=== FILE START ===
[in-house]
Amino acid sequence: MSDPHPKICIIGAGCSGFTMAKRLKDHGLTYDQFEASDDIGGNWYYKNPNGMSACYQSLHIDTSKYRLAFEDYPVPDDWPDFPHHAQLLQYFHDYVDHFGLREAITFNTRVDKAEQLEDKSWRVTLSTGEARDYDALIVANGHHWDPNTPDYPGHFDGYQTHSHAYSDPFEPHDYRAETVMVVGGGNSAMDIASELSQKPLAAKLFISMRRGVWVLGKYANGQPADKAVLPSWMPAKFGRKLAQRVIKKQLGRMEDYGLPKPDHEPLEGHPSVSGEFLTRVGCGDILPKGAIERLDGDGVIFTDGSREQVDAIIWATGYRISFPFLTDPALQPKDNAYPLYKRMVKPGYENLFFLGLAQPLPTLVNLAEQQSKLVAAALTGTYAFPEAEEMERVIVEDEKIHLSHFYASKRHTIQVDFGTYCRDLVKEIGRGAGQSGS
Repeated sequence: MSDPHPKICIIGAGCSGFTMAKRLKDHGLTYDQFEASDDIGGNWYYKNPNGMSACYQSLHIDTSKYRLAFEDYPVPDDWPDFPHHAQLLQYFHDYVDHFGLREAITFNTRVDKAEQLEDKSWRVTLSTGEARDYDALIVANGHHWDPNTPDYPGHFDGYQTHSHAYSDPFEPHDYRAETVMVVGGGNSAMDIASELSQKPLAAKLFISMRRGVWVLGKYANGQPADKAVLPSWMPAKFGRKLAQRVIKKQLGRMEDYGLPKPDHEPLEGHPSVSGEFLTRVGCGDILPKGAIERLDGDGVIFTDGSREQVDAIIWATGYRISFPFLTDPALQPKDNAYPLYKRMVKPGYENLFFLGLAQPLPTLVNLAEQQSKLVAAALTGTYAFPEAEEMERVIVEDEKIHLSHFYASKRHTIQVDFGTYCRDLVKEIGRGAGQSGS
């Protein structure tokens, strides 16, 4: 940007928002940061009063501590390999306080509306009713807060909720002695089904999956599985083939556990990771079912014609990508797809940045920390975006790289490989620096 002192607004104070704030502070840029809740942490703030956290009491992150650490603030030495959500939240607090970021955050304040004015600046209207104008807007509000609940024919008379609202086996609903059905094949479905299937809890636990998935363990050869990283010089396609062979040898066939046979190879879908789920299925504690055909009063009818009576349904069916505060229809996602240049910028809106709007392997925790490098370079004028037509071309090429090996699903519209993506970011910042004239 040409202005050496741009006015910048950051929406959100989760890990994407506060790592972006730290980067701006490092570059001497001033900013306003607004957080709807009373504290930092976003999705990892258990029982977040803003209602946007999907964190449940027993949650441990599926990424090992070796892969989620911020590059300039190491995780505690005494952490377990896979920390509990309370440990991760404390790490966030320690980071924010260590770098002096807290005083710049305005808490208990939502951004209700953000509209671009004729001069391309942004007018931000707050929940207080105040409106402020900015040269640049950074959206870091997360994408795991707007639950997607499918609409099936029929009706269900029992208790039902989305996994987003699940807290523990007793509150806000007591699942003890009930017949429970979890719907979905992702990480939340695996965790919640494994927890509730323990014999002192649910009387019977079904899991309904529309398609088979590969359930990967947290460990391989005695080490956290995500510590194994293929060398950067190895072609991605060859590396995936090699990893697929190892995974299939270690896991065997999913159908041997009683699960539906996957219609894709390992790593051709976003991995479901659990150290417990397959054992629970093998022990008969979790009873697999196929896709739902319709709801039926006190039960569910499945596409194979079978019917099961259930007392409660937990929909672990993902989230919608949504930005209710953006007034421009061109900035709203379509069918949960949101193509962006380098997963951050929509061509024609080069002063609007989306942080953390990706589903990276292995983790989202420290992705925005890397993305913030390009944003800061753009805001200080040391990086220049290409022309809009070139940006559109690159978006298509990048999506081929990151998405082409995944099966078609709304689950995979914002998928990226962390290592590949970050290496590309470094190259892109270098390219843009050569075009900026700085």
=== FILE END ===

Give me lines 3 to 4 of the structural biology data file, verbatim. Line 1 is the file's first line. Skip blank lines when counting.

Repeated sequence: MSDPHPKICIIGAGCSGFTMAKRLKDHGLTYDQFEASDDIGGNWYYKNPNGMSACYQSLHIDTSKYRLAFEDYPVPDDWPDFPHHAQLLQYFHDYVDHFGLREAITFNTRVDKAEQLEDKSWRVTLSTGEARDYDALIVANGHHWDPNTPDYPGHFDGYQTHSHAYSDPFEPHDYRAETVMVVGGGNSAMDIASELSQKPLAAKLFISMRRGVWVLGKYANGQPADKAVLPSWMPAKFGRKLAQRVIKKQLGRMEDYGLPKPDHEPLEGHPSVSGEFLTRVGCGDILPKGAIERLDGDGVIFTDGSREQVDAIIWATGYRISFPFLTDPALQPKDNAYPLYKRMVKPGYENLFFLGLAQPLPTLVNLAEQQSKLVAAALTGTYAFPEAEEMERVIVEDEKIHLSHFYASKRHTIQVDFGTYCRDLVKEIGRGAGQSGS
């Protein structure tokens, strides 16, 4: 940007928002940061009063501590390999306080509306009713807060909720002695089904999956599985083939556990990771079912014609990508797809940045920390975006790289490989620096 002192607004104070704030502070840029809740942490703030956290009491992150650490603030030495959500939240607090970021955050304040004015600046209207104008807007509000609940024919008379609202086996609903059905094949479905299937809890636990998935363990050869990283010089396609062979040898066939046979190879879908789920299925504690055909009063009818009576349904069916505060229809996602240049910028809106709007392997925790490098370079004028037509071309090429090996699903519209993506970011910042004239 040409202005050496741009006015910048950051929406959100989760890990994407506060790592972006730290980067701006490092570059001497001033900013306003607004957080709807009373504290930092976003999705990892258990029982977040803003209602946007999907964190449940027993949650441990599926990424090992070796892969989620911020590059300039190491995780505690005494952490377990896979920390509990309370440990991760404390790490966030320690980071924010260590770098002096807290005083710049305005808490208990939502951004209700953000509209671009004729001069391309942004007018931000707050929940207080105040409106402020900015040269640049950074959206870091997360994408795991707007639950997607499918609409099936029929009706269900029992208790039902989305996994987003699940807290523990007793509150806000007591699942003890009930017949429970979890719907979905992702990480939340695996965790919640494994927890509730323990014999002192649910009387019977079904899991309904529309398609088979590969359930990967947290460990391989005695080490956290995500510590194994293929060398950067190895072609991605060859590396995936090699990893697929190892995974299939270690896991065997999913159908041997009683699960539906996957219609894709390992790593051709976003991995479901659990150290417990397959054992629970093998022990008969979790009873697999196929896709739902319709709801039926006190039960569910499945596409194979079978019917099961259930007392409660937990929909672990993902989230919608949504930005209710953006007034421009061109900035709203379509069918949960949101193509962006380098997963951050929509061509024609080069002063609007989306942080953390990706589903990276292995983790989202420290992705925005890397993305913030390009944003800061753009805001200080040391990086220049290409022309809009070139940006559109690159978006298509990048999506081929990151998405082409995944099966078609709304689950995979914002998928990226962390290592590949970050290496590309470094190259892109270098390219843009050569075009900026700085």